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6 items to consider when migrating to a private cloud network 4

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Matthew Thompson

The migration towards a private cloud network is a logical transition from hosting a business server network in an office. The fact that the office is not the best place to house a server network is not the only reason towards such transition. There are other factors that influence the migration to a private cloud. The expansion to more than one office, the increasing number of remote workers, and the need for greater business flexibility are all aspects that should be taken into consideration.

One of the major concerns for many businesses is how the migration of the servers from the office might affect network performance? Would it speed up or slow down the performance? Would it prompt users to complain? The fact that the core network would no longer reside within the company’s office space will most certainly induce change, thus leading to suspicion and doubt among some companies.

However, adapting to changes and accepting them is essential for the continual evolvement of businesses. If some of these concerns sound familiar and you’ve been wondering how to migrate from the current client-server network to a more robust network solution, you might consider the following items as necessary requirements for a private cloud network in your appraisal.

1. A reliable data centre

The server and the network equipment should be housed in a data centre. Data centres address items such as security, power, climate, vast availability of broadband and provide managed services connectable via Ethernet cable.

2. Reliable high speed broadband

This is probably the single most important item. The servers and office locations should be connected to high-speed broadband to ensure top networking performance. High-speed Ethernet services are probably required at each location to deliver performance acceptable to users.

3. Server infrastructure

Building a virtualised server network will not only facilitate the management of the servers but will also minimise the quantity of rack space required in the data centre. Equally important is the storage technology that should be fast and expandable. The investment made in the core server infrastructure should satisfy all standards and needs required to support both the server network and the clients.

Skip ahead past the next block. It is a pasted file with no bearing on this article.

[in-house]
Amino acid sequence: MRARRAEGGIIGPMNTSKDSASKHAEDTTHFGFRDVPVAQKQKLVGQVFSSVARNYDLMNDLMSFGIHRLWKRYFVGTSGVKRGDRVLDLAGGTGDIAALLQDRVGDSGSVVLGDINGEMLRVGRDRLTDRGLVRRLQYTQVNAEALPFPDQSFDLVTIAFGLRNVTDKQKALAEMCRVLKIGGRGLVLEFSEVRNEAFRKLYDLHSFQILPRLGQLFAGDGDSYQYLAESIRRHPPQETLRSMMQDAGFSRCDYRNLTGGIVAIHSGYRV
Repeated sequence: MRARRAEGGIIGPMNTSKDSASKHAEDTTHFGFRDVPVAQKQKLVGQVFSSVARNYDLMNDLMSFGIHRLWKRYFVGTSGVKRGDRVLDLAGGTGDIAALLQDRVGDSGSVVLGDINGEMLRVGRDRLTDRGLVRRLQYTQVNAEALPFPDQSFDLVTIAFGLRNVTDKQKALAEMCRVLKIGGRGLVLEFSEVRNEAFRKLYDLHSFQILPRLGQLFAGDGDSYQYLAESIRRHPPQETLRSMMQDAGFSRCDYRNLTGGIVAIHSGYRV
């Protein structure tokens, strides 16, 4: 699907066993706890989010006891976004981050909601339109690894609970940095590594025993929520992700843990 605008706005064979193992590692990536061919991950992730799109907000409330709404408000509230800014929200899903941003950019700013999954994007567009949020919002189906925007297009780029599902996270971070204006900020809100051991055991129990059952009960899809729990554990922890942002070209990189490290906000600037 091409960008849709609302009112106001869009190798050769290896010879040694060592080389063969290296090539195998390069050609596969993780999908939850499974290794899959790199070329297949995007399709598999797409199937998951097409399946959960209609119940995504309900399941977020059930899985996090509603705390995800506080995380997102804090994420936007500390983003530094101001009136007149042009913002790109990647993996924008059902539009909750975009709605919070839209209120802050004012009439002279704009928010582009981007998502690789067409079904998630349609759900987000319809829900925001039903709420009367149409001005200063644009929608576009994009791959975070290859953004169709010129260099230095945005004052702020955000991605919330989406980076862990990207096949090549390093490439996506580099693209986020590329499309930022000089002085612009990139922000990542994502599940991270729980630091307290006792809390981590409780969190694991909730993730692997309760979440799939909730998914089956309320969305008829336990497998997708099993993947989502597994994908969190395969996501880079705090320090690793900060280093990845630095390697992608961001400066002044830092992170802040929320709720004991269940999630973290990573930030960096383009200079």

4. Secure private network

Networks built over a private network are reliable and manageable. Private networks connect company offices and remote workers by not traversing the Internet and accommodate intelligent technologies such as MPLS that can allocate priority to traffic flow. Apart from being an elegant solution for growing and managing a business broadband network, a secure private broadband network ensures privacy of the traffic.

5. Hosted firewall

The adoption of a secure private network, will greatly increase the options for its protection. This configuration empowers the possibility of granting and denying access to the entire network through a single firewall. The firewall can either be purchased and hosted or acquired as a managed service.

6. Centralised Internet gateway

The use of a secure private network located in a data centre allows for a centralised Internet gateway. This means that all Internet access to the private network can be managed through a single Ethernet port. It delivers easy access control of external sites and easy management of remote access. A centralised Internet gateway is a scalable Internet connection for the entire business.

A private cloud network is an elegant and scalable cloud solution for a business. Even though it needs to combine a suite of ingredients to deliver the best outcome, the flexibility it creates for a company is incomparable to an office based server network.

Find out more on how GCOMM deploys private cloud networks.
Get in touch with me today and learn what to consider when migrating to a private cloud network.

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About Matthew Thompson

Matthew Thompson
Matt joined GCOMM in 1999 in a Sales and Strategic Accounts role. He recently relocated to Sydney, where he handles strategic relationships with both clients and vendors. He has a Business degree in Marketing and Management from Griffith University. Matt regularly represents GCOMM at various conferences, forums and business awards.
  • Adam Tessieri

    Interesting article Matt, we are seeing more and more of these deployments of late, its very true that the network supporting the Cloud deployment is key. If not business grade it can become a real risk to the success of the solution. In many instances we have been deploying networks with diverse connections and auto failover to ensure business continuity to the Cloud.

  • Matthew Thompson

    Many business I am talking to are taking a crawl, walk and run approach to the cloud. This doesn’t need to be an all or nothing approach. The underlying network (including redundancy) must be able to support the move to cloud and provide the same user experience to be most effective.

  • Peter Thompson

    The migration process must also be considered as a serious element of the implementation. Clearly working systems are live and the process of moving from an internal server environment to a hosted one comes with challenges that need to be well planned and thought through.

  • Project managing the migration is very important – but for businesses with multiple locations, the private cloud model is clearly the best practice way forward.

    I think that the key challenge for all ‘cloud’ buisness applicaitons is to ensure that the solution is not only a productivity enhancing strategy, but also one that focuses on cost-savings as well. It’s a healthy challenge!